10. Moróoka M, Faro ACM. A técnica limpa do autocateterismo vesical intermitente: descrição do procedimento realizado pelos pacientes com lesão medular. Rev Esc Enferm USP. 2002;36(4):324-31.         [ Links ]

11. Faro ACM. Traumatismo raquimedular-bases teóricas e intervenções de enfermagem. In: Koizumi MS, Diccini S. Enfermagem em neurociência: fundamentos para a prática clínica. São Paulo: Atheneu, 2006. p. 233-50.         [ Links ]

12. Féra P. Cateteres uretrais lubrificados com lidocaína versus gentamicina na prática do cateterismo vesical intermitente técnica limpa: estudo preliminar [dissertação]. São Paulo: Departamento de Enfermagem, Universidade Federal de São Paulo; 2001.         [ Links ]

13. Fera P, Lelis MAS, Glashan RG. Cateterismo vesical intermitente técnica limpa - aspectos práticos de enfermagem. Prática Hosp. 2000;212(1):11-7.         [ Links ]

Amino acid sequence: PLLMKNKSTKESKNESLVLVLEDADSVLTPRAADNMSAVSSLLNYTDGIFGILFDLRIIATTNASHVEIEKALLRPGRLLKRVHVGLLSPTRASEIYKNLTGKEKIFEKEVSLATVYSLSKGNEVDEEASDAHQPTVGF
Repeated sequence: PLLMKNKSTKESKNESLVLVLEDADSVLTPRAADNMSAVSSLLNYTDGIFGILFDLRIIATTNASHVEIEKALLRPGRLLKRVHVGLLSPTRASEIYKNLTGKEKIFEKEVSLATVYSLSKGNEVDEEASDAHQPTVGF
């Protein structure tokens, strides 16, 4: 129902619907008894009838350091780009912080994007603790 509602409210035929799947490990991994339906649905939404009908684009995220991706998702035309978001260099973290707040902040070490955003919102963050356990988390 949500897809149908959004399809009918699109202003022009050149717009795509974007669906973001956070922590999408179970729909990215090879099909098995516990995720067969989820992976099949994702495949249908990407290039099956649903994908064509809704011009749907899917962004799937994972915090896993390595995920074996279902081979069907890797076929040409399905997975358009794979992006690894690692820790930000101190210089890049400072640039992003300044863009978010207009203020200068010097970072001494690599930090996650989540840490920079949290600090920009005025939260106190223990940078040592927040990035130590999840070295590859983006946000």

14. Assis GM, Bail G, Moreschi T, Paula MRB, Pedroso JVM, Erzinger AR. Autocateterismo vesical intermitente - técnica limpa: da prevenção da infecção urinária ao resgate do autocuidado. Curitiba: Pontifícia Universidade Católica do Pará; 2008.         [ Links ]

15. North American Nursing Diagnosis Association (NANDA). Diagnósticos de enfermagem da NANDA: definições e classificação 2007-2008. Porto Alegre: Artmed; 2007.         [ Links ]

16. Horta WA, Castellanos BP. Processo de enfermagem. São Paulo: EPU; 1979.         [ Links ]

17. Wilson MC. Clean intermittent catheterization and self-catheterization. Br J Nurs. 2008; 17(18):1140-6.         [ Links ]